Two cases of fungal meningitis identified in N.C.

Two cases related to contaminated steroid injections have been reported

By Matt CaulderOctober 7, 2012 

  • About the disease Fungal meningitis is a rare form of meningitis that is spread through the blood to the spinal cord. Meningitis is the inflammation of the protective membrane over the brain and spinal cord. Fungal meningitis is not contagious. Symptoms include fever, headache, stiff neck, nausea and vomiting, sensitivity to light and altered mental status.

— Two cases of fungal meningitis related to contaminated steroid injections have been reported in North Carolina, according to a statement updated Sunday by the Centers for Disease Control and Prevention in Atlanta.

Duke Medicine representatives released a statement Friday evening identifying the North Carolina Orthopedic Clinic as one of the three North Carolina outpatient facilities to have received the contaminated steroid linked with 91 cases of fungal meningitis affecting nine states that has left seven people dead nationwide.

Several of the patients who received the epidural injections have had strokes related to the meningitis, according to a CDC statement.

Duke Medicine has evaluated the supply chain to its clinics and identified the orthopedic clinic as being the only Duke facility to use the contaminated steroids.

Duke Medicine has been working with the clinic to identify and notify all patients who received the recalled medication.

All reported cases of fungal meningitis in the U.S. because of the contaminated steroids have stemmed from epidural injections into a patient’s spine, but Duke Medicine has said that the use of the steroid in its clinic was limited to joint injections rather than epidural injections.

“Our findings to date indicate that this product has not been used in our hospitals or ambulatory surgery centers; however, our investigations will continue to ensure the safety of our patients,” a Duke Medical representative said in a statement.

According to the CDC statement, three outpatient facilities in North Carolina received the tainted medication: the North Carolina Orthopedic Clinic, Eastern Regional Surgical Center in Wilson, and High Point Surgery Center of High Point, a subsidiary of High Point Regional Hospital and Health System.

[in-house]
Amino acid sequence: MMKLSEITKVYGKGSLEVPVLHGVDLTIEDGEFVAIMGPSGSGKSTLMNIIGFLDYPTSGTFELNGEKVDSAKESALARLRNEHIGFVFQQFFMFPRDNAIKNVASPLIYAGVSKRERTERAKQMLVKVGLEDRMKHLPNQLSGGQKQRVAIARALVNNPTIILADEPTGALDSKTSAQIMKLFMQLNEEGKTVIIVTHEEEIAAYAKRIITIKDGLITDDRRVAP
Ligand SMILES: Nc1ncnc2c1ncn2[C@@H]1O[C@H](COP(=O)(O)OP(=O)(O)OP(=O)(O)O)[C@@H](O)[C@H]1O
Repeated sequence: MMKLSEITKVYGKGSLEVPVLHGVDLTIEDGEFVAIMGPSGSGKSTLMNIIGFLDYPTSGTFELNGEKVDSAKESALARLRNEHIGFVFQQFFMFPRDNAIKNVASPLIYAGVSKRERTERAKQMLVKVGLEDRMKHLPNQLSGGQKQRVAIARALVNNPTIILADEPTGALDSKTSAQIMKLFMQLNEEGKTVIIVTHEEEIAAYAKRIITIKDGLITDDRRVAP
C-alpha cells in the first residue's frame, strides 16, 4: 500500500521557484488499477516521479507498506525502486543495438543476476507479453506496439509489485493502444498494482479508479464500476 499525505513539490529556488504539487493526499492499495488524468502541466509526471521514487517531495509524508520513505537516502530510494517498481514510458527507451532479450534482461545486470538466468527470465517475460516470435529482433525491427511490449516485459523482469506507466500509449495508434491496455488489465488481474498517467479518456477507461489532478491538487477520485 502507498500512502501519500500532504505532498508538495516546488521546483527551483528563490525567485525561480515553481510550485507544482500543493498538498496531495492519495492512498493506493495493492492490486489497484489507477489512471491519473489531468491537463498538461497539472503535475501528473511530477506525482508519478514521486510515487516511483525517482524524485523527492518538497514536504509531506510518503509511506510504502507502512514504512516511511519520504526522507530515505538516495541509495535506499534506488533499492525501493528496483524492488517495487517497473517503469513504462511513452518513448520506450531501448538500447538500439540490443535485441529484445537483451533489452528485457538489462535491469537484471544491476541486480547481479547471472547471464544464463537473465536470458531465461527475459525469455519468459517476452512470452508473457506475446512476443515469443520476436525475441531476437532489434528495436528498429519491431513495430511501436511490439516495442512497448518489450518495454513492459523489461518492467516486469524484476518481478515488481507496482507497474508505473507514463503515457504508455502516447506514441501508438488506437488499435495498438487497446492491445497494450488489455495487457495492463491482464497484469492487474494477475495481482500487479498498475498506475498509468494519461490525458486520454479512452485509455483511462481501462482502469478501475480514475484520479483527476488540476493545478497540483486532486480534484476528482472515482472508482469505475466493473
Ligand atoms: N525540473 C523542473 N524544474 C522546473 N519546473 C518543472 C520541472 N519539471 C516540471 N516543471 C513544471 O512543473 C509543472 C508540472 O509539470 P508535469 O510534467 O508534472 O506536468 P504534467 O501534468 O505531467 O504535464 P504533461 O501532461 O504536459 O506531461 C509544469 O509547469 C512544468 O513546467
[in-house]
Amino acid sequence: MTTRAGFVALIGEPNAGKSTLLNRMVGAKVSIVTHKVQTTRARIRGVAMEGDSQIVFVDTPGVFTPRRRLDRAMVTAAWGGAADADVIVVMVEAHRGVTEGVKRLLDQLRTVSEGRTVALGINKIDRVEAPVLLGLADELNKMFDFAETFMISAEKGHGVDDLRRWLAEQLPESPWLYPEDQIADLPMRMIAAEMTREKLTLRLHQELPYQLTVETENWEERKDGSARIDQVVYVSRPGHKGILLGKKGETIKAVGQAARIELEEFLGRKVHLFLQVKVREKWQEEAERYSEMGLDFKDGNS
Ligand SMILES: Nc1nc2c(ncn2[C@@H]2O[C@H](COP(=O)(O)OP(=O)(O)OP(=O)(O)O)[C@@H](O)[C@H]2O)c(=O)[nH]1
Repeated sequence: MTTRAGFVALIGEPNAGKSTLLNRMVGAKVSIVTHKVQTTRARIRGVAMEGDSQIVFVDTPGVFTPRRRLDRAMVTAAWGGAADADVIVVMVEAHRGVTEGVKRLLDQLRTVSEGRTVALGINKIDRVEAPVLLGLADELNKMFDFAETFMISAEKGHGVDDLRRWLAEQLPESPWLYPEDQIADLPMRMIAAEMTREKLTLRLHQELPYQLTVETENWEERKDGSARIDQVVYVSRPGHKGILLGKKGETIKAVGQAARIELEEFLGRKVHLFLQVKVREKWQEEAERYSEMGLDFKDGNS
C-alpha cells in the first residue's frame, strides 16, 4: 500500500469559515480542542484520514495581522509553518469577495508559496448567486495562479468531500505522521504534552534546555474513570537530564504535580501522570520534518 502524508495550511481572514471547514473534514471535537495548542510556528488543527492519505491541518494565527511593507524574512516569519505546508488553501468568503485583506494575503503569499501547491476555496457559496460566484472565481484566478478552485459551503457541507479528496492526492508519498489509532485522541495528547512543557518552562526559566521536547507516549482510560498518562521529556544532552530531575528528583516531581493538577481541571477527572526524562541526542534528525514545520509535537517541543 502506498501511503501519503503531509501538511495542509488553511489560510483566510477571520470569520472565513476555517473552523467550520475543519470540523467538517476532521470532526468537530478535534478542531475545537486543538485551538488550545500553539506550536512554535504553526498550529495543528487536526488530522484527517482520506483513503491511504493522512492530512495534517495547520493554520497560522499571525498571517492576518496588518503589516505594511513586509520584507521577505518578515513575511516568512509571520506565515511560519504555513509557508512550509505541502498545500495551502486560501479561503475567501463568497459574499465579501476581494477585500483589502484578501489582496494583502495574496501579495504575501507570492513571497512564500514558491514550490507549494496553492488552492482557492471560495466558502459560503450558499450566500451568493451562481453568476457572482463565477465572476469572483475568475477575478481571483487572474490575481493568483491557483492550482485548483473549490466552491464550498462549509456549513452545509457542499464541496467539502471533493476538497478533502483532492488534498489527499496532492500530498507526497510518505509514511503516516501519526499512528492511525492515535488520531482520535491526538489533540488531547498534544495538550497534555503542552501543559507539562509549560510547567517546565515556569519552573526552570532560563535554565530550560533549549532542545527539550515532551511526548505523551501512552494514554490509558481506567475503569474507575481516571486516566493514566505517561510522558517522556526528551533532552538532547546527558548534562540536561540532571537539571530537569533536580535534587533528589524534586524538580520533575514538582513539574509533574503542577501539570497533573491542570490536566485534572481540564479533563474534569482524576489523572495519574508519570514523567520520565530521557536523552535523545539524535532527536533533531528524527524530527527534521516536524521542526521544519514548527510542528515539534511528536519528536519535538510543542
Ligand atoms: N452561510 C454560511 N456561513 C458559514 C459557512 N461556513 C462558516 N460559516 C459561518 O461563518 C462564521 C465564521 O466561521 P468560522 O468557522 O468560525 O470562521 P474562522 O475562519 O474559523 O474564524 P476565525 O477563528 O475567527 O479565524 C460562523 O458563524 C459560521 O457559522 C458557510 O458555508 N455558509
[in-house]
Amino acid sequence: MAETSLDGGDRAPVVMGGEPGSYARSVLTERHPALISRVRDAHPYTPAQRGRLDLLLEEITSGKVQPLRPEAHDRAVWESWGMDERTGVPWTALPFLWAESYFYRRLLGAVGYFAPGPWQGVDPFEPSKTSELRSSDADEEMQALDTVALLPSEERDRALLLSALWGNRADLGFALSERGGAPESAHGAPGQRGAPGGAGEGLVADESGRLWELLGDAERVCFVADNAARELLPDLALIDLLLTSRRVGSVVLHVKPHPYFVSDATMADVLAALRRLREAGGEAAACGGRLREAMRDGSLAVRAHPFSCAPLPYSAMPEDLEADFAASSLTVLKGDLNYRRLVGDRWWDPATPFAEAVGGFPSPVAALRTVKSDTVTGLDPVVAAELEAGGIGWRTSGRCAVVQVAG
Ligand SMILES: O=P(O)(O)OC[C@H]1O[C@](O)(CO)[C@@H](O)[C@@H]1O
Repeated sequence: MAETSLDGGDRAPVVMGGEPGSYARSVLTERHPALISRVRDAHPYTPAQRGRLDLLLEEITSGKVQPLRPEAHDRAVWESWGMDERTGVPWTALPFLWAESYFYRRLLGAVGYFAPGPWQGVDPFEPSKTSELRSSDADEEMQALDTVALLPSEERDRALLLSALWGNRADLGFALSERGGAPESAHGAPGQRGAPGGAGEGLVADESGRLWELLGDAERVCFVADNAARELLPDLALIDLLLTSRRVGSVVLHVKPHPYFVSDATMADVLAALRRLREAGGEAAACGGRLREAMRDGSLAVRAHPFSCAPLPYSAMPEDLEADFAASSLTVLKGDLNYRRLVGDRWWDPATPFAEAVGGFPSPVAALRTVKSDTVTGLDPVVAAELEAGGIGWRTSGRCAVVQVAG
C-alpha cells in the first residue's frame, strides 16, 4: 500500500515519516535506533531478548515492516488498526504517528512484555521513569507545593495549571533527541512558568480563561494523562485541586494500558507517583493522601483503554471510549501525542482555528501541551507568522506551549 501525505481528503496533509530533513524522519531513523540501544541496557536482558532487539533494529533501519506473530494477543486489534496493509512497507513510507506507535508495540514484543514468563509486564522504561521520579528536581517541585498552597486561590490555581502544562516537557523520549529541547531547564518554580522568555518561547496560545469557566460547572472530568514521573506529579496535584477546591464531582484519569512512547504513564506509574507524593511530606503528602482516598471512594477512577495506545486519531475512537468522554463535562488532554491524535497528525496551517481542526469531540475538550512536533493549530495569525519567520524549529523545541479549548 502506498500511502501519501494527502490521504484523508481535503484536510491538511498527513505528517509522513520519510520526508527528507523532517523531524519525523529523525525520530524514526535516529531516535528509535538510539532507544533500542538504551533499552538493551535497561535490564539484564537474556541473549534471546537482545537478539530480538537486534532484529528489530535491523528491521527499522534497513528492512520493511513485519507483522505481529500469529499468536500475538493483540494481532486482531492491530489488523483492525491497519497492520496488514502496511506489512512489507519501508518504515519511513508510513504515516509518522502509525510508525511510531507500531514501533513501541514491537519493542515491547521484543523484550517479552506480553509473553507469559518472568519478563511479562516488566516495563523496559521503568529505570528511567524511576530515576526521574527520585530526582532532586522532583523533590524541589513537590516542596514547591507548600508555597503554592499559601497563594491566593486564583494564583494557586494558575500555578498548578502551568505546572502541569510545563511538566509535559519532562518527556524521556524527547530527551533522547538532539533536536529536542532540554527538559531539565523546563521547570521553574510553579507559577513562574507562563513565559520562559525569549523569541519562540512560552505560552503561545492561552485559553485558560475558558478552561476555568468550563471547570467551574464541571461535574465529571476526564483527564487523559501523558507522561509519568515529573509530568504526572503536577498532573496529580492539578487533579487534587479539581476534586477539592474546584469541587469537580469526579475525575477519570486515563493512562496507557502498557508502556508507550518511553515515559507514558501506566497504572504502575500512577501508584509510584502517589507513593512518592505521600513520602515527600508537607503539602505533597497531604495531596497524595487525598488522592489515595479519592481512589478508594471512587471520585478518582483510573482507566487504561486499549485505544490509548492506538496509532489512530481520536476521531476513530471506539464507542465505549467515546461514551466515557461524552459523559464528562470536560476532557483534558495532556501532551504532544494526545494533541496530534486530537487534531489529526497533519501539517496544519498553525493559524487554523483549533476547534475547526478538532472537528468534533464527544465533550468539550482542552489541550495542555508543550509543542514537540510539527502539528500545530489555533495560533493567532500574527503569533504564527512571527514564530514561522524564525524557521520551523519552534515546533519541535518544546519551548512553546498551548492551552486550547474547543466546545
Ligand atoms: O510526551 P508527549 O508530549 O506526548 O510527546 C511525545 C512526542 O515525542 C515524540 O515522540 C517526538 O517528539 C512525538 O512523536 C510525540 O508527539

High Point Surgery Center identified 70 patients who received the epidural steroid injections who have since been notified and given instructions to follow if symptoms of meningitis should occur, said Tracie Blackmon, spokesperson for High Point Regional Hospital and Health System.

Symptoms of fungal meningitis include headache, fever, nausea, stiffness of the neck, confusion, dizziness and sensitivity to bright lights, according to the CDC statement.

Any patients found to have fungal meningitis will be treated with antibiotics specific to their individual case.

According to the CDC, this form of meningitis is not contagious.

The contaminated medicine, a methylprenisone acetate injectable steroid, was manufactured by New England Compounding Center based in Massachusetts.

The company is a certified external compounding pharmacy that supplies pharmaceuticals to numerous states including North Carolina.

States are affected as far south as Florida and as far west as Nevada.

Meningitis refers to inflammation of the protective membranes covering the brain and spinal cord known as meninges.

The inflammation of the meninges resulting in meningitis is usually caused by a virus or bacteria but is less commonly caused by a fungus.

The severity of the disease varies based on the source of the meningitis, which makes identifying the exact cause very important.

Fungal meningitis forms when a fungus travels through the bloodstream to the central nervous system and reaches the brain and spinal cord, or in the case of an epidural injection is directly introduced to the spine.

It is very rare for an epidural injection to cause fungal meningitis, which is a rare type of meningitis.

According to the CDC, epidural injections are generally very safe procedures.

The type of contaminated steroid used to relieve pain is not the same type of steroid used during childbirth, according to the CDC.

Caulder: 919-829-4758

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